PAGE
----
For any topological space $(X,\tau)$ we define a *matching* to be a collection of non-empty and pairwise disjoint open sets. We define the *matching number* $\nu(X,\tau)$ to be the smallest cardinal $\kappa$ such that for every matching ${\cal M}\subseteq \tau$ we have $|{\cal M}|\leq \kappa$.

Recall that $D\subseteq S$ is *dense* if $D$ intersects every non-empty open set. In the language of hypergraphs, dense sets are *vertex covers*. So we define the *vertex covering number* $t(X,\tau)$ to be the smallest cardinality that a dense set can have.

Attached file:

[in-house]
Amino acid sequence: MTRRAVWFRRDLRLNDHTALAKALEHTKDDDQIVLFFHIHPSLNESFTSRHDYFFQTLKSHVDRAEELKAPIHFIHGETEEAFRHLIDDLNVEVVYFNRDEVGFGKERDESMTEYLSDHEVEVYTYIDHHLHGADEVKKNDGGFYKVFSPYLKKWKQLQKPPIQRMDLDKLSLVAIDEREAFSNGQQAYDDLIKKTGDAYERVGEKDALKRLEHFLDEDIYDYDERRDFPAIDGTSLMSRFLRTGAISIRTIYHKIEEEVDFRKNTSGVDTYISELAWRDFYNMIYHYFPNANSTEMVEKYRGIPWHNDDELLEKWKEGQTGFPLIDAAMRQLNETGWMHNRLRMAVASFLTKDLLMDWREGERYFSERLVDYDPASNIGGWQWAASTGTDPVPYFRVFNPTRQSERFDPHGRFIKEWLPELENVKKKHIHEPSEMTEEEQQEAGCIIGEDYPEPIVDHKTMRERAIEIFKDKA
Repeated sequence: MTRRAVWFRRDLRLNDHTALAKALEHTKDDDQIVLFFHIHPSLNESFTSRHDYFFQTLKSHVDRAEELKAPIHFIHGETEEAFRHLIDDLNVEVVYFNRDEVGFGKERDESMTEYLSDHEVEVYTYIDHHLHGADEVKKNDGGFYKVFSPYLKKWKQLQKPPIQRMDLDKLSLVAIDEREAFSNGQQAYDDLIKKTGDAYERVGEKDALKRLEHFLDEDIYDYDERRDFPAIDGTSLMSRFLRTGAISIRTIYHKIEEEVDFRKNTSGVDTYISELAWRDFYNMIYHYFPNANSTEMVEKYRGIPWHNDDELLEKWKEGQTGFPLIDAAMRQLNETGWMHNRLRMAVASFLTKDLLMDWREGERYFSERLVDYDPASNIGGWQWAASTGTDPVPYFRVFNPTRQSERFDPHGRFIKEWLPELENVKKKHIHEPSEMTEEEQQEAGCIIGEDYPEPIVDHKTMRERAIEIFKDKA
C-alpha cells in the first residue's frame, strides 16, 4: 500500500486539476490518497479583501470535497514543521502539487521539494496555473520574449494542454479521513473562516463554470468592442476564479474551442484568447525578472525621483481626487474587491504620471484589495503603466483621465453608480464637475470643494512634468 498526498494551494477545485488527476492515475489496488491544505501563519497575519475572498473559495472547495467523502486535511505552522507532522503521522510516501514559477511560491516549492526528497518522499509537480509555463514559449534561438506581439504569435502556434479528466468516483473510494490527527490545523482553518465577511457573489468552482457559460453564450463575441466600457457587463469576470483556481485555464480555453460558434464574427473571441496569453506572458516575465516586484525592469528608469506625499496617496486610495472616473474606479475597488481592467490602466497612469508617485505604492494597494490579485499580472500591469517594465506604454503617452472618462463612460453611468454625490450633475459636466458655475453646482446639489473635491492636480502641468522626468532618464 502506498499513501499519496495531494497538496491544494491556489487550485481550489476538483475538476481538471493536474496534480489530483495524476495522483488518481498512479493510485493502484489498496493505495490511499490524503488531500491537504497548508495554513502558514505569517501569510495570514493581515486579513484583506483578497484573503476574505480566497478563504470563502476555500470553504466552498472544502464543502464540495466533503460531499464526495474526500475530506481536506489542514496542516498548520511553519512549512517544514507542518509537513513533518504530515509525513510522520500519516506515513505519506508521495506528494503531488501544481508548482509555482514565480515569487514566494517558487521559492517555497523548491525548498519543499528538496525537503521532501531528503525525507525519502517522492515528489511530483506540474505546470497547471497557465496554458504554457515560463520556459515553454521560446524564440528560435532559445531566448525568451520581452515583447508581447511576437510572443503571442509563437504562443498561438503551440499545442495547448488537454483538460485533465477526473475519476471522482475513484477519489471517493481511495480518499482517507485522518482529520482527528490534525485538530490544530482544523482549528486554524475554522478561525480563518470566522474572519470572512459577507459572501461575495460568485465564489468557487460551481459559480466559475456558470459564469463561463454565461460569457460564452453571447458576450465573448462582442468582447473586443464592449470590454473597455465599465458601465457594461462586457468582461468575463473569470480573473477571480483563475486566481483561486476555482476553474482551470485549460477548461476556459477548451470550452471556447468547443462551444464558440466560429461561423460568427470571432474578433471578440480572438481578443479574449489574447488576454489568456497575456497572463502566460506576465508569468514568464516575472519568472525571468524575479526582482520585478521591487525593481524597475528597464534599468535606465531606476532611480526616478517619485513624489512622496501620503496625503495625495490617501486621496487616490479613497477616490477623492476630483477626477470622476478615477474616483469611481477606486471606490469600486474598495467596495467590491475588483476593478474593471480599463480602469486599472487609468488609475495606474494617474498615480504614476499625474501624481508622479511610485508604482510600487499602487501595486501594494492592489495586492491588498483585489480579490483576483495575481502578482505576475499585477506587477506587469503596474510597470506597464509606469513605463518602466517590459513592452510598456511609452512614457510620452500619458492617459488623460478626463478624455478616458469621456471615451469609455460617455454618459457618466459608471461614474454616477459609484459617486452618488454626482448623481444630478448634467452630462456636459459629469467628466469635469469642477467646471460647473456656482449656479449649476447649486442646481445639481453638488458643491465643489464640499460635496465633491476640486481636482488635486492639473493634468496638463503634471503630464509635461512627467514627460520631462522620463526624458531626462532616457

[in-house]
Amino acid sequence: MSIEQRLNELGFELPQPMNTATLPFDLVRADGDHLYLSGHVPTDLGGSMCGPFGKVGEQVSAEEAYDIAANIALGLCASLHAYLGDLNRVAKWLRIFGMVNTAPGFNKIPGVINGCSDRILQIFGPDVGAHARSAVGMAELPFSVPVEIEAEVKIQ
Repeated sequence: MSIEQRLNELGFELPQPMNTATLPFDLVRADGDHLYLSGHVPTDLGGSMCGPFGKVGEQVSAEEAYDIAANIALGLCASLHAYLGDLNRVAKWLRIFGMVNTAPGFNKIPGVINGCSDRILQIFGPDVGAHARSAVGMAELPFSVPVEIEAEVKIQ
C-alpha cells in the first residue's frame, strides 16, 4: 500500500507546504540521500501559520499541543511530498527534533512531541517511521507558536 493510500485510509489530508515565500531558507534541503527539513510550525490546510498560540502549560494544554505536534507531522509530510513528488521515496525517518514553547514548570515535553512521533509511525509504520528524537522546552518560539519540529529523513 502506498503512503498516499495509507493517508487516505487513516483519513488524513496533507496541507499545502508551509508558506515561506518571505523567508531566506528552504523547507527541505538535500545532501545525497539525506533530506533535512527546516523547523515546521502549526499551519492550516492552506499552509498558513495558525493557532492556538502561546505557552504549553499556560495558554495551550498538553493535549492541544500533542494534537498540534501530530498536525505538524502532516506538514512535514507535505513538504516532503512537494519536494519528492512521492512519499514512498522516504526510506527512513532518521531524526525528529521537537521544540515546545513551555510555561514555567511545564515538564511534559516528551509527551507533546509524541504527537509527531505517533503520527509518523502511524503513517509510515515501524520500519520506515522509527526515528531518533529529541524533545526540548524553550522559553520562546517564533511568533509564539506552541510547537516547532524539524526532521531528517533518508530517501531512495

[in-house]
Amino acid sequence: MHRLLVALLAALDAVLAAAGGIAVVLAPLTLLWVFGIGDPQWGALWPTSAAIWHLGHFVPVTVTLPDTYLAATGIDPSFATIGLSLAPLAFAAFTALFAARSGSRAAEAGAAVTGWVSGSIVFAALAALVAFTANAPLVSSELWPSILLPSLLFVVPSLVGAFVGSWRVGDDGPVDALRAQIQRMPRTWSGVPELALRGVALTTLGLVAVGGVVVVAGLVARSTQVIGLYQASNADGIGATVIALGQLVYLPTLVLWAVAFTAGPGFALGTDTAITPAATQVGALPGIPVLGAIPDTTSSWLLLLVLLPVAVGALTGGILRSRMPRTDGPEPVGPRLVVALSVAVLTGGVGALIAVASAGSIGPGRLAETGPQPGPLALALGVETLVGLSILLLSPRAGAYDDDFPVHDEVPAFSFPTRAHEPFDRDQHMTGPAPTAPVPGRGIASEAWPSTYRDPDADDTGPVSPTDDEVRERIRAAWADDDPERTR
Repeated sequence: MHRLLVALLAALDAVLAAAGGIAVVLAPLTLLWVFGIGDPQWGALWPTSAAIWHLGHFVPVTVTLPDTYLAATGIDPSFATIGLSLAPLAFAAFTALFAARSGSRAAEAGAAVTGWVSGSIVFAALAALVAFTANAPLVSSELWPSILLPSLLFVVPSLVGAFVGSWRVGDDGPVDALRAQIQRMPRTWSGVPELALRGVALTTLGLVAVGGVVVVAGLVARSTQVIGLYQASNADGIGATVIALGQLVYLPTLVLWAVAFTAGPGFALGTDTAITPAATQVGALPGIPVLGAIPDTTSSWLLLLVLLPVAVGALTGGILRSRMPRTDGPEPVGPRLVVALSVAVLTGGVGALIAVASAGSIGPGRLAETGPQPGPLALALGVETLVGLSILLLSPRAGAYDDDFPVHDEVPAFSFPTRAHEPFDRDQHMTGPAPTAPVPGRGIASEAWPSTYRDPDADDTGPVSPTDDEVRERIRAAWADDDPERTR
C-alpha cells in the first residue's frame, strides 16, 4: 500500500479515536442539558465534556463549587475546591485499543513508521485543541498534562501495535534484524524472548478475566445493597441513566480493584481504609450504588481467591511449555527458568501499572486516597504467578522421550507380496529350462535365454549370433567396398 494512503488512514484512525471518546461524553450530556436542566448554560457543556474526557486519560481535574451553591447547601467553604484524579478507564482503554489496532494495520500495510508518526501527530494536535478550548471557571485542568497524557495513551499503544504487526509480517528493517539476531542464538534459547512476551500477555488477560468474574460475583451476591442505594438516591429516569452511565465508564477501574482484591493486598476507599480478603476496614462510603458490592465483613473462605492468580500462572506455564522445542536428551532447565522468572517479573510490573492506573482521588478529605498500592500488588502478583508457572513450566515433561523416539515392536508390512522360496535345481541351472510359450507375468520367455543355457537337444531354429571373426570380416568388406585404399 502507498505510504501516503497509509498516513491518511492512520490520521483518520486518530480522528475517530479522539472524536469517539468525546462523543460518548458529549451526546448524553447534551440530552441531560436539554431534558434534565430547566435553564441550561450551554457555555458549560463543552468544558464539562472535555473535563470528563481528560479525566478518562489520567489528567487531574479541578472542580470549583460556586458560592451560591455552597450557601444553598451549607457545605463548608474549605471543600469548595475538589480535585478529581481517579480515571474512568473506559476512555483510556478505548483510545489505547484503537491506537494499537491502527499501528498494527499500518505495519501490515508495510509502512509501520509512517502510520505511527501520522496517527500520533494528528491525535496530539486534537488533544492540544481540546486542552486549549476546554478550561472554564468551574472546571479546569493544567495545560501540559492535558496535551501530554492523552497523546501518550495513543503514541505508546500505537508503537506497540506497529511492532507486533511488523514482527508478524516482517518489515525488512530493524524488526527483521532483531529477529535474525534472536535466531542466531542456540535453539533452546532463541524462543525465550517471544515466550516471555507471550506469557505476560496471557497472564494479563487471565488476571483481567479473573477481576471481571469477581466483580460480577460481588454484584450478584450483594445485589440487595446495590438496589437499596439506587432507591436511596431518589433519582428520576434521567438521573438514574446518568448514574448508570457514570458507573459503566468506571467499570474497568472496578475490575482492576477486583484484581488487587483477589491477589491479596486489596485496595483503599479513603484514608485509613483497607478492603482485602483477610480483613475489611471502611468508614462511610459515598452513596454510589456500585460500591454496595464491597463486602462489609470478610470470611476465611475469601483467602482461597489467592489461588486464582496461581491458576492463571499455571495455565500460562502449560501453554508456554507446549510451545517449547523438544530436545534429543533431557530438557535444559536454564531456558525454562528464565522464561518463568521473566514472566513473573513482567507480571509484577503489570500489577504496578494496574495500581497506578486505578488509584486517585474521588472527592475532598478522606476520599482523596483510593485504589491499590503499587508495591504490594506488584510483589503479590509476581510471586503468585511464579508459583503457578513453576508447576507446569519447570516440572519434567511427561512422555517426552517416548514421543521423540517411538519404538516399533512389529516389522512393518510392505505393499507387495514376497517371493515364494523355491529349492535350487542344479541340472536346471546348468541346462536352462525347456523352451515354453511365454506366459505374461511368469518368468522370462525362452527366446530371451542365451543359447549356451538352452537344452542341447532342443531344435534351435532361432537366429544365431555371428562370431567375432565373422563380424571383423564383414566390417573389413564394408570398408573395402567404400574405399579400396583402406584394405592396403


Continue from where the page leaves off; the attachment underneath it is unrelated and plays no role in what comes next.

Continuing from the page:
König's theorem that for all finite bipartite graphs $B$ we have $\nu(B)=\tau(B)$, when using the equivalents of the definitions above for graphs.

Let $(X,\tau)$ be a non-empty Hausdorff space.

**Questions.**

1) Do we always have $\nu(X,\tau)\leq t(X,\tau)$?

2) Do we always have $\nu(X,\tau)\geq t(X,\tau)$?